Black Inventors Who Changed The World: Madame C.J. Walker
She went from the cotton fields of Louisiana to become the first self-made female millionaire of any race. Sarah Breedlove was born in 1867 to Owen and Minerva, sharecroppers and former slaves on a cotton plantation in Delta, Louisiana. She was the fifth child and the first to be born free since the Emancipation Proclamation. Sarah's life was marred with hardship, as she was orphaned at six or seven years old, married by 14, became a mother at 17, and a widow at age 20.
The silver lining is she made it, in spite of all. Sarah moved to St. Louis when her daughter, A'Leia, was two years old, and that's when her life began to improve. She joined the St. Paul African Episcopal Church, sang in the choir, and became an active member of the National Association of Colored Women. Sarah found love again and married Charles J. Walker, a man she would later name her company after. Inspiration for her hair empire began due to a scalp condition that caused most of her hair to fall out.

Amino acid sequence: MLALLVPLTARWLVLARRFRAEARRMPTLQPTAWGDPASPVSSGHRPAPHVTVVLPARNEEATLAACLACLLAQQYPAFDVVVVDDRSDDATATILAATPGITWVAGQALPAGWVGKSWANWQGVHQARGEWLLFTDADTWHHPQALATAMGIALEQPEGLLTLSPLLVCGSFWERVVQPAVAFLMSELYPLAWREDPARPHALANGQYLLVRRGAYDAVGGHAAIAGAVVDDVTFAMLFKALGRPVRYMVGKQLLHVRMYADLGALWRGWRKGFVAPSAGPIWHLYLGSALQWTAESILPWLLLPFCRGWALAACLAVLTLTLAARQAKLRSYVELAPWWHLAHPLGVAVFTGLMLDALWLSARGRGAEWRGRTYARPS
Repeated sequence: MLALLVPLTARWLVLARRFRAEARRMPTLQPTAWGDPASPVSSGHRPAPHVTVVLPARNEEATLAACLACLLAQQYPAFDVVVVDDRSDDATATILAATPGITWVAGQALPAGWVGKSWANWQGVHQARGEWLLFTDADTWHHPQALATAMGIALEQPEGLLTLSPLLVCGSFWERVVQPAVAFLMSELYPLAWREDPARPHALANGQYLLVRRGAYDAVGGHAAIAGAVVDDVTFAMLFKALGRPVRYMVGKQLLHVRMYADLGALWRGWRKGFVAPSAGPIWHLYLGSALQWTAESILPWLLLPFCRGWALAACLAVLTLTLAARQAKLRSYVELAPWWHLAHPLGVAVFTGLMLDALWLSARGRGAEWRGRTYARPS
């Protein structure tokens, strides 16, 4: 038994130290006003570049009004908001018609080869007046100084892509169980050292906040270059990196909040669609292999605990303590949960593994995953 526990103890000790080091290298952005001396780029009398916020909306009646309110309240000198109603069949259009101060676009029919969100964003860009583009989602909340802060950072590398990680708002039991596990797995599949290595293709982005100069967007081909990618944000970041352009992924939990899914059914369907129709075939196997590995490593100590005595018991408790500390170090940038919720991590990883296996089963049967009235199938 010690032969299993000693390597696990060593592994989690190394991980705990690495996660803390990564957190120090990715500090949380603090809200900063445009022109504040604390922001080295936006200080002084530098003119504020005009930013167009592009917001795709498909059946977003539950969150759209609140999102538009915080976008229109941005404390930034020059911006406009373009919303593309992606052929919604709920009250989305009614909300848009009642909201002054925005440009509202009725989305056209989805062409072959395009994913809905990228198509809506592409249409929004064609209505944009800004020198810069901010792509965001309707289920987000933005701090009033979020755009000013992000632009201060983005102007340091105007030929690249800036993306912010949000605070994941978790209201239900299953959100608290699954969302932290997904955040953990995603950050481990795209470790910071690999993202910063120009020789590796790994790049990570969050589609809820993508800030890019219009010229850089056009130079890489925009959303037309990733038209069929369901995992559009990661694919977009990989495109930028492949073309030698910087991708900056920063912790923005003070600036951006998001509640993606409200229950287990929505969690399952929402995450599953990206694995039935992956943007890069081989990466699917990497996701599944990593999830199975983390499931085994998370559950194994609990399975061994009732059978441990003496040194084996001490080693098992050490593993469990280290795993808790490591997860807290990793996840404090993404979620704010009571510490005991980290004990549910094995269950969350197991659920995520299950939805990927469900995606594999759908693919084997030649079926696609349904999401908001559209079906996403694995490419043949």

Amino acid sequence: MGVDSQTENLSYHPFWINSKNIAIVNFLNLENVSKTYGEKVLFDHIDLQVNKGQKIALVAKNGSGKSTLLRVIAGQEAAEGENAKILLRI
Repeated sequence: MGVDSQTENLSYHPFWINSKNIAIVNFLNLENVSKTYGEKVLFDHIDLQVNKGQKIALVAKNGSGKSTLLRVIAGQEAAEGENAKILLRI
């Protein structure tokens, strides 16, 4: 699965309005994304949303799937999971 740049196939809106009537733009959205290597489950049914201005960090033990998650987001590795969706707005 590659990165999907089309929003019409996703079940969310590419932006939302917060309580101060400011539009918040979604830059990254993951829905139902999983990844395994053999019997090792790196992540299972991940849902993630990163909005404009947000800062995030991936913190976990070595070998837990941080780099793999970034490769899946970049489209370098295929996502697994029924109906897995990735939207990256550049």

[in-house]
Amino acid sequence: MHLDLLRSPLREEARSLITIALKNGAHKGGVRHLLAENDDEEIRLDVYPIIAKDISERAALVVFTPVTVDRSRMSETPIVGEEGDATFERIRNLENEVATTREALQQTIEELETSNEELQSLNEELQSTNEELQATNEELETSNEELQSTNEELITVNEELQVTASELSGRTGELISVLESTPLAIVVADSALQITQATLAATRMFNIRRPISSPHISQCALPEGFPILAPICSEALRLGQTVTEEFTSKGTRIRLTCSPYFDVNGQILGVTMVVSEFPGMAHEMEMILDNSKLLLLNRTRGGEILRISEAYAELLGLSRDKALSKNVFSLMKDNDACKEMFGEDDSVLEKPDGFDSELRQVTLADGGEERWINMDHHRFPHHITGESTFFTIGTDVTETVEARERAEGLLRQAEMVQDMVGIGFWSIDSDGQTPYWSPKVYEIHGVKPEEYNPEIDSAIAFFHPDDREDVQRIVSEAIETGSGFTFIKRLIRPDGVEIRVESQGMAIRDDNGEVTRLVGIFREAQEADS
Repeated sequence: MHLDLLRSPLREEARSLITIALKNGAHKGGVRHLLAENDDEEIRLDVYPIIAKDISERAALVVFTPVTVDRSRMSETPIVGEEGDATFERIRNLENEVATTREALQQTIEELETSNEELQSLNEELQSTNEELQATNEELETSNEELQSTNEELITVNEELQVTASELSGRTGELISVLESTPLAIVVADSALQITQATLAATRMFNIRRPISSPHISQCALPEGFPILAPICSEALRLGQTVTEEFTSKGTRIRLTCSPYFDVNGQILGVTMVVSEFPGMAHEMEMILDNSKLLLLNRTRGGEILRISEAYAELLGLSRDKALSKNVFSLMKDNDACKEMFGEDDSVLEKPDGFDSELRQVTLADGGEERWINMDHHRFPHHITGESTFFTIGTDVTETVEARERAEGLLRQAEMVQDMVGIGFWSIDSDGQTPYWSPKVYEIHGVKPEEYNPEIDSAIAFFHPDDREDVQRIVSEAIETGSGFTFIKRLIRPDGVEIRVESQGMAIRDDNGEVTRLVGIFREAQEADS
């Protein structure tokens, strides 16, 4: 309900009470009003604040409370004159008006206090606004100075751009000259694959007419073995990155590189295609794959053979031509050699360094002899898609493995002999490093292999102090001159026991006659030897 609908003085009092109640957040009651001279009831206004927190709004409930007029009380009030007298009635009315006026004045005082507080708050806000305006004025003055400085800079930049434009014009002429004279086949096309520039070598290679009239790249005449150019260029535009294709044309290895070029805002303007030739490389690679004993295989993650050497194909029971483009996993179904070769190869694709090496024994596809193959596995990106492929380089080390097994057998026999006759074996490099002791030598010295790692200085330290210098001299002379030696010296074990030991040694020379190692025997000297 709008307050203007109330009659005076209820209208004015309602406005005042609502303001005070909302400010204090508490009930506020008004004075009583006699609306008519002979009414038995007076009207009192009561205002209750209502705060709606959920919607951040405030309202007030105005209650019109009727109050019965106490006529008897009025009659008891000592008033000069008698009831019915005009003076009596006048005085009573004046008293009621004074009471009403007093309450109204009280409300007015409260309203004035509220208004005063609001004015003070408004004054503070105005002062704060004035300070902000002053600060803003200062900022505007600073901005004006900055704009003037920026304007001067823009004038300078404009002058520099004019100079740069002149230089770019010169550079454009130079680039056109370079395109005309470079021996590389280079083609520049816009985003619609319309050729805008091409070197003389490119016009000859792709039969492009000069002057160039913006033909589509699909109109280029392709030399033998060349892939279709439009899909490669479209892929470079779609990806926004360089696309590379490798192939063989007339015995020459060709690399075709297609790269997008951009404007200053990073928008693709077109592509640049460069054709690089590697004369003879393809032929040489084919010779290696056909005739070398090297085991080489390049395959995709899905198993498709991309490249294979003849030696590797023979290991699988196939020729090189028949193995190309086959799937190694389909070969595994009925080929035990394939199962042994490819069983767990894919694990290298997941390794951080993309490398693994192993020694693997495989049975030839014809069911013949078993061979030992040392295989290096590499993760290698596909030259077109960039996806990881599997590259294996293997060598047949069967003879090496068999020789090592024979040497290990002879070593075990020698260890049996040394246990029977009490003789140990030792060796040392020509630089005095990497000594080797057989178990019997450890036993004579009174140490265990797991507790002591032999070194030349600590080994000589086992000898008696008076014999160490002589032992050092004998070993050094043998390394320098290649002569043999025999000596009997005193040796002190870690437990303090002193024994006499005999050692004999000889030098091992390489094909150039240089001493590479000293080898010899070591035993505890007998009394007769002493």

Sarah developed a scalp regimen called The Walker System that included iron combs, brushes, various hair oils, and lotions. Not only did she cure her condition, but her innovations also led to everyone wanting her system. Before long, she had an entire hairline, hired beauty culturists to sell her homemade products, opened a beauty school, and a factory. Madame C.J. Walker Manufacturing Co. was born because of her ingenuity and talent. The rest is history.
See the movie based off the biography, On Her Own Ground: The Life and Times of Madame C.J. Walker, by Walker's great-granddaughter, A'Leia Bundles. On Netflix now, see Self Made, starring the phenomenal Octavia Spencer.